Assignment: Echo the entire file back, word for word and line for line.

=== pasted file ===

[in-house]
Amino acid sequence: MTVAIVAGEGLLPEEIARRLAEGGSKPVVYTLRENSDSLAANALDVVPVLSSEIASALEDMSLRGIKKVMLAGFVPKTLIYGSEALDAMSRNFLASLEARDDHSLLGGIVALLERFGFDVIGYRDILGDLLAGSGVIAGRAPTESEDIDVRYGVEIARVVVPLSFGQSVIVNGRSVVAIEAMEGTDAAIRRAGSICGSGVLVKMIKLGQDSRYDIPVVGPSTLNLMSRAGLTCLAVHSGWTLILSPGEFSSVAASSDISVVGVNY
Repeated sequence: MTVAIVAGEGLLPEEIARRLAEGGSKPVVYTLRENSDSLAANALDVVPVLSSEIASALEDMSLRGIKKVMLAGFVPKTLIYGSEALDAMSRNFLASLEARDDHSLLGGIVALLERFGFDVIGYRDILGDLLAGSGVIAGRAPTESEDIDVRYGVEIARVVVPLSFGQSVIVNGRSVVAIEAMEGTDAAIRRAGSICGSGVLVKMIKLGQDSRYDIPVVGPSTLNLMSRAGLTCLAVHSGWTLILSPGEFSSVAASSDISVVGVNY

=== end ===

[in-house]
Amino acid sequence: MTVAIVAGEGLLPEEIARRLAEGGSKPVVYTLRENSDSLAANALDVVPVLSSEIASALEDMSLRGIKKVMLAGFVPKTLIYGSEALDAMSRNFLASLEARDDHSLLGGIVALLERFGFDVIGYRDILGDLLAGSGVIAGRAPTESEDIDVRYGVEIARVVVPLSFGQSVIVNGRSVVAIEAMEGTDAAIRRAGSICGSGVLVKMIKLGQDSRYDIPVVGPSTLNLMSRAGLTCLAVHSGWTLILSPGEFSSVAASSDISVVGVNY
Repeated sequence: MTVAIVAGEGLLPEEIARRLAEGGSKPVVYTLRENSDSLAANALDVVPVLSSEIASALEDMSLRGIKKVMLAGFVPKTLIYGSEALDAMSRNFLASLEARDDHSLLGGIVALLERFGFDVIGYRDILGDLLAGSGVIAGRAPTESEDIDVRYGVEIARVVVPLSFGQSVIVNGRSVVAIEAMEGTDAAIRRAGSICGSGVLVKMIKLGQDSRYDIPVVGPSTLNLMSRAGLTCLAVHSGWTLILSPGEFSSVAASSDISVVGVNY